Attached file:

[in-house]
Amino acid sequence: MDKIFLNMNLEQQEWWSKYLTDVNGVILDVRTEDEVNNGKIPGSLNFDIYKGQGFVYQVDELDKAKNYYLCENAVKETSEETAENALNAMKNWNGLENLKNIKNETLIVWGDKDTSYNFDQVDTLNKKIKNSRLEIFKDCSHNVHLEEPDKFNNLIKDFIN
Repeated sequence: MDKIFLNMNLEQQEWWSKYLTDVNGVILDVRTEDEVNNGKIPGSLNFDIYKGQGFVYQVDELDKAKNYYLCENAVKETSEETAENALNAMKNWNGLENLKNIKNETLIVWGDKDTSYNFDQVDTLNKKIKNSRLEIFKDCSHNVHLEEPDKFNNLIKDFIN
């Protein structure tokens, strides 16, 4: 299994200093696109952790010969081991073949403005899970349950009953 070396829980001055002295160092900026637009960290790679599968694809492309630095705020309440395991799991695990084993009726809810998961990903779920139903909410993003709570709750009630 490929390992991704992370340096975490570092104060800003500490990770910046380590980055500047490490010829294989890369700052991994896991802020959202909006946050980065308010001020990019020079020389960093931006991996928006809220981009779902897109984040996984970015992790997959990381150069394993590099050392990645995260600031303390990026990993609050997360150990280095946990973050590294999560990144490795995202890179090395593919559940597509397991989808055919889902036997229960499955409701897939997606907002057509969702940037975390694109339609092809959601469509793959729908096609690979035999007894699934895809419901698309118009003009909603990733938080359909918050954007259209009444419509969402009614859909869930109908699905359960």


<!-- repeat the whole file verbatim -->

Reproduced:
[in-house]
Amino acid sequence: MDKIFLNMNLEQQEWWSKYLTDVNGVILDVRTEDEVNNGKIPGSLNFDIYKGQGFVYQVDELDKAKNYYLCENAVKETSEETAENALNAMKNWNGLENLKNIKNETLIVWGDKDTSYNFDQVDTLNKKIKNSRLEIFKDCSHNVHLEEPDKFNNLIKDFIN
Repeated sequence: MDKIFLNMNLEQQEWWSKYLTDVNGVILDVRTEDEVNNGKIPGSLNFDIYKGQGFVYQVDELDKAKNYYLCENAVKETSEETAENALNAMKNWNGLENLKNIKNETLIVWGDKDTSYNFDQVDTLNKKIKNSRLEIFKDCSHNVHLEEPDKFNNLIKDFIN
């Protein structure tokens, strides 16, 4: 299994200093696109952790010969081991073949403005899970349950009953 070396829980001055002295160092900026637009960290790679599968694809492309630095705020309440395991799991695990084993009726809810998961990903779920139903909410993003709570709750009630 490929390992991704992370340096975490570092104060800003500490990770910046380590980055500047490490010829294989890369700052991994896991802020959202909006946050980065308010001020990019020079020389960093931006991996928006809220981009779902897109984040996984970015992790997959990381150069394993590099050392990645995260600031303390990026990993609050997360150990280095946990973050590294999560990144490795995202890179090395593919559940597509397991989808055919889902036997229960499955409701897939997606907002057509969702940037975390694109339609092809959601469509793959729908096609690979035999007894699934895809419901698309118009003009909603990733938080359909918050954007259209009444419509969402009614859909869930109908699905359960």